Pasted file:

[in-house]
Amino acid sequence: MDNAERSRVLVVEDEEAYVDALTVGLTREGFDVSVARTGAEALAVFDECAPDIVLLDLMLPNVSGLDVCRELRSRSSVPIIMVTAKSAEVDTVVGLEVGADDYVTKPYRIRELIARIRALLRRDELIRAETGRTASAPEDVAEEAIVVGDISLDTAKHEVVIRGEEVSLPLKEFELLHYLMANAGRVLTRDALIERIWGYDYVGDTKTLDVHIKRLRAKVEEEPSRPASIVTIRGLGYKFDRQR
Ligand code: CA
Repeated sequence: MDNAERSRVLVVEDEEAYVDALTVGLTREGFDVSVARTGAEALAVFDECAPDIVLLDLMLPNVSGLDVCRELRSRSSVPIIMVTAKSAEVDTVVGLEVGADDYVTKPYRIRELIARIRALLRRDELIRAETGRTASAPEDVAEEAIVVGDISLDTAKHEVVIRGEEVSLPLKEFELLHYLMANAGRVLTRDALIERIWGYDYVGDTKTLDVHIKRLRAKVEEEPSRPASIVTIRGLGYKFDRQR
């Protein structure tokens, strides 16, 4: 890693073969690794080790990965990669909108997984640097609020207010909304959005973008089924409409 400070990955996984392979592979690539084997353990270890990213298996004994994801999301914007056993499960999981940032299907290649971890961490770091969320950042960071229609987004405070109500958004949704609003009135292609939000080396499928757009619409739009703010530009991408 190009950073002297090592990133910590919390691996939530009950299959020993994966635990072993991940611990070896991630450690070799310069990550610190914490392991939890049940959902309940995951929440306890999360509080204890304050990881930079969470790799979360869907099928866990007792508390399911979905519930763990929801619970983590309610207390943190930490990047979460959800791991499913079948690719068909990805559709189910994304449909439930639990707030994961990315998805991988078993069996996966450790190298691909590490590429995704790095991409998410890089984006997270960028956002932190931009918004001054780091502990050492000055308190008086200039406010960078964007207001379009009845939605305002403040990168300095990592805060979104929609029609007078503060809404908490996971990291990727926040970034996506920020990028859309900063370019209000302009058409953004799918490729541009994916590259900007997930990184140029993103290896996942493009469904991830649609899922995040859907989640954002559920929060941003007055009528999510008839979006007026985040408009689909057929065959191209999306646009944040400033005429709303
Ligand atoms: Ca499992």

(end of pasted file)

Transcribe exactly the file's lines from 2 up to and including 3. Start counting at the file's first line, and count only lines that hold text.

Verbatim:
Amino acid sequence: MDNAERSRVLVVEDEEAYVDALTVGLTREGFDVSVARTGAEALAVFDECAPDIVLLDLMLPNVSGLDVCRELRSRSSVPIIMVTAKSAEVDTVVGLEVGADDYVTKPYRIRELIARIRALLRRDELIRAETGRTASAPEDVAEEAIVVGDISLDTAKHEVVIRGEEVSLPLKEFELLHYLMANAGRVLTRDALIERIWGYDYVGDTKTLDVHIKRLRAKVEEEPSRPASIVTIRGLGYKFDRQR
Ligand code: CA